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Kaur’s team to transform energy sector

Dr. Gurpreet Kaur and her team are driving innovation in Australia's hydrogen production technology, aiming to reduce energy consumption and promote sustainability.

Dr. Gurpreet Kaur; Image - CSIRO website

Indian- origin Australian post-doctoral researcher, Dr Gurpreet Kaur, and her team have made significant strides in driving innovation in Australia's hydrogen production technology. Their study aims to reduce the substantial amount of energy required in hydrogen production and pave the way for a more sustainable energy future.

Dr Kaur's team recognized the challenge of high electricity demand in green hydrogen production. To overcome this, they focused on solid oxide electrolysis (SOE) technology, which has the potential to decrease electricity requirements and manufacturing costs. Partnering with Australian industry leaders and investors, they aim to commercialize this groundbreaking technology.

“We developed and evaluated materials for this technology, looking for efficient ways to generate hydrogen and syngas,” Kaur said in a statement.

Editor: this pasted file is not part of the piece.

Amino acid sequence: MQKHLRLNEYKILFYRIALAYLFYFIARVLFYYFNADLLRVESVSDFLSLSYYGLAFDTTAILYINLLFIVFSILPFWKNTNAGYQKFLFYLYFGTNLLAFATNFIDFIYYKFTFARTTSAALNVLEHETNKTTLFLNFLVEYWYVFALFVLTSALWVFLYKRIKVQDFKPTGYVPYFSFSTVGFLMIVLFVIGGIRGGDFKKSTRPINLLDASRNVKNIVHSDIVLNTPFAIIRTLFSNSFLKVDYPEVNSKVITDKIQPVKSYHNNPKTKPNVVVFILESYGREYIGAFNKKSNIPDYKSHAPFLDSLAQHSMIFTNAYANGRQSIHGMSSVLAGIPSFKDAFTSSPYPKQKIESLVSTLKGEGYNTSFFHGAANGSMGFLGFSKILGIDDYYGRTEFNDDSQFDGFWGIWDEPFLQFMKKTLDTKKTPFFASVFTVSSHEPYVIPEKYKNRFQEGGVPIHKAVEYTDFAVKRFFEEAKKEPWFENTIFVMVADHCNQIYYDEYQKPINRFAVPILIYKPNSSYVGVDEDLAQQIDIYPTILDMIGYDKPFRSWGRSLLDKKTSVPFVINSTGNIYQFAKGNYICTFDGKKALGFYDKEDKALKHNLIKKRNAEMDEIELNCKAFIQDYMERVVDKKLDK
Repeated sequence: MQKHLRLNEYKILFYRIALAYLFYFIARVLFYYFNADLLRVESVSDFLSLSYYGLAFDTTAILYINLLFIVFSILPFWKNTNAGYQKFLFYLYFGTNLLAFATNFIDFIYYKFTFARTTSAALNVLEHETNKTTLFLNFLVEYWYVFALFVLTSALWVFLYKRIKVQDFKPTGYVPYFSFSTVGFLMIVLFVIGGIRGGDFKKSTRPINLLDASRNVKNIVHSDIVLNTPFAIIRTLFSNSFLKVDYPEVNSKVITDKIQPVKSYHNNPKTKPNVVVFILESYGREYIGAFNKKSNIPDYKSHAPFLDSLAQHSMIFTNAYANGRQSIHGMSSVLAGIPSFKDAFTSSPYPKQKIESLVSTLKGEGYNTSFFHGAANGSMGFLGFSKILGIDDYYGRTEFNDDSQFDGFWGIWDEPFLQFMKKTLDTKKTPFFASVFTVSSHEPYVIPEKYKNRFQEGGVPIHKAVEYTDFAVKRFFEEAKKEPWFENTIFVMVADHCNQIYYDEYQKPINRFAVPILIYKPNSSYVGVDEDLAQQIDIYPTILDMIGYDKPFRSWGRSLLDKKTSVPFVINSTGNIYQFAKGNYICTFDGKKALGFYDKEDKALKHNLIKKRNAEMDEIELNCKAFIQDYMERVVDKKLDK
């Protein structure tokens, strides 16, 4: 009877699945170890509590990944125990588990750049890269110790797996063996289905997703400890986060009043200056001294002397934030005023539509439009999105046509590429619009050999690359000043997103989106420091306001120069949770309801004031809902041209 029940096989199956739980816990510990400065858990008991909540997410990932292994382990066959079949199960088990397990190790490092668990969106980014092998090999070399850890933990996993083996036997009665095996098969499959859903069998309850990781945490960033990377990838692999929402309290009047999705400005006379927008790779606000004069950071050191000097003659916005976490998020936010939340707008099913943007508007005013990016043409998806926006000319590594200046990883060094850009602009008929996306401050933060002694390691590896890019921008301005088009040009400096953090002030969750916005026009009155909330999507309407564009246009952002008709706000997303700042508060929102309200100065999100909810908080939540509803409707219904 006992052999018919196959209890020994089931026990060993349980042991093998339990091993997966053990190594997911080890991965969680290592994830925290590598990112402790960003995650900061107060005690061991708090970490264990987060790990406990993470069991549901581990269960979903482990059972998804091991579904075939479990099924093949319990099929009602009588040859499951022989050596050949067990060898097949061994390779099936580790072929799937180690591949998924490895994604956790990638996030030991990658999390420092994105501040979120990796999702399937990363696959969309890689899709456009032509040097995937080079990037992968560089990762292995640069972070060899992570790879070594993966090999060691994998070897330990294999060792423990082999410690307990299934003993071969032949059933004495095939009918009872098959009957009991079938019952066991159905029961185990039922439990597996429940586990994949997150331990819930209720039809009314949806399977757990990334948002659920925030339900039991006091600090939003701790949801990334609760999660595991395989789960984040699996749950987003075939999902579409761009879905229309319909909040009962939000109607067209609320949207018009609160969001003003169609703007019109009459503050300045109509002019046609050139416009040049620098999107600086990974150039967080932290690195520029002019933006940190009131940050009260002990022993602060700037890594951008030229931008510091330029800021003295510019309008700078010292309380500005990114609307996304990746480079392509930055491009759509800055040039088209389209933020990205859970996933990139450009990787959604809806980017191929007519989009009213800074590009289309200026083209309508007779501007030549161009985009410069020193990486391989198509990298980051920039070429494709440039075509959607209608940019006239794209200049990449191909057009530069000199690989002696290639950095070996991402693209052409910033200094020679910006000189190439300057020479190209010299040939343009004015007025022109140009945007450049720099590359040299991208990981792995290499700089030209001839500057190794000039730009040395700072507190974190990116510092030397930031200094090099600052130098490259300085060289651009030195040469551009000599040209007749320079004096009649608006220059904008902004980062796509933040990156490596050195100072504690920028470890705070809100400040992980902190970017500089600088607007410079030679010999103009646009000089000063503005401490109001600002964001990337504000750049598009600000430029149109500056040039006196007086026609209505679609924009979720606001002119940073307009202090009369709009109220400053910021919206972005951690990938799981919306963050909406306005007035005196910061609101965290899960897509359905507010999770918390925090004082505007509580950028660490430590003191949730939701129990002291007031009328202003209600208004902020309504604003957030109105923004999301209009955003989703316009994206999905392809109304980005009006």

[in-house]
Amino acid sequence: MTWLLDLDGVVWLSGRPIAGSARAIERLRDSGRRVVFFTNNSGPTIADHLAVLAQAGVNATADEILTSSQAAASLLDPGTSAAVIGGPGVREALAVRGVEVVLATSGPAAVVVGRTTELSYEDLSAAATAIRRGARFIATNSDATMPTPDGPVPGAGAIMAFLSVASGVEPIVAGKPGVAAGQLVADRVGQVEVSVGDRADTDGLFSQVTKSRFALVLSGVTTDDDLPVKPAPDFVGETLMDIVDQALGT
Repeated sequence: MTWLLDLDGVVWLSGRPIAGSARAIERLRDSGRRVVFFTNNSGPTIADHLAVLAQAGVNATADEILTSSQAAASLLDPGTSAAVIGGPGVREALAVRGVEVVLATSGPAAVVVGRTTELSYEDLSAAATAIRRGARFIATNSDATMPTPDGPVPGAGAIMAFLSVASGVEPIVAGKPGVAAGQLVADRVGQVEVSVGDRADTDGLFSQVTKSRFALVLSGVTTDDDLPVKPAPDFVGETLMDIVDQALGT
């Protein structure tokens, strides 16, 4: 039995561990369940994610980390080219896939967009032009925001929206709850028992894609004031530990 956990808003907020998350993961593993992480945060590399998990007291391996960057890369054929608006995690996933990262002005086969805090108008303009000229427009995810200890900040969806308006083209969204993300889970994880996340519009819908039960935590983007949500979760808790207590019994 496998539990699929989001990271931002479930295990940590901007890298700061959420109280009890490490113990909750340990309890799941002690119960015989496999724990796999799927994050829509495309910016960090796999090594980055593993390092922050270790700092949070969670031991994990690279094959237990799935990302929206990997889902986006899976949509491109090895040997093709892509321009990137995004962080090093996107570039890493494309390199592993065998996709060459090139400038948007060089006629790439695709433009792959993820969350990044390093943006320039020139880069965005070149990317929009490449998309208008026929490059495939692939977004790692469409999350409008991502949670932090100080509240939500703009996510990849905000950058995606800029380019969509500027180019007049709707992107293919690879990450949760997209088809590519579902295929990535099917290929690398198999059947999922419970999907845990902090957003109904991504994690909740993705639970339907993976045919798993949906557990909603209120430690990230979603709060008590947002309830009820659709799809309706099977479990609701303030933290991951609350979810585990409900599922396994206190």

The developed technology can reduce hydrogen production electricity by almost one-third by utilizing low-cost or waste thermal heat from industrial processes. This advancement has significant economic and environmental benefits, making industries worldwide more environmentally friendly.

Dr. Kaur and her team; Image - CSIRO

Andrew Jones, the project’s commercialization lead, highlighted the technology’s higher efficiency, lower electrical input, and attractiveness due to the use of low-cost materials and a simple manufacturing process. “Hydrogen and syngas (H2/CO) are the feedstock for the production of many value-added chemicals and fuels. So, this technology has a wide range of applications across industries. This includes steel, ammonia, petrochemical, methanol and heavy transport,” he said.

The project has gained support from various industry stakeholders. The Australian Renewable Energy Agency provided US $2.5 million in funding, and the Science and Industry Endowment Fund (SIEF) contributed US 1.7 million. International partners, including RayGen, Johnson Matthey, Ben-Gurion University, Northwestern University, and ADME Fuels, are involved. The total project cost is US$3.2 million, with contributions from industry partners. This funding will be used to demonstrate, start-up, and expand the experimental program.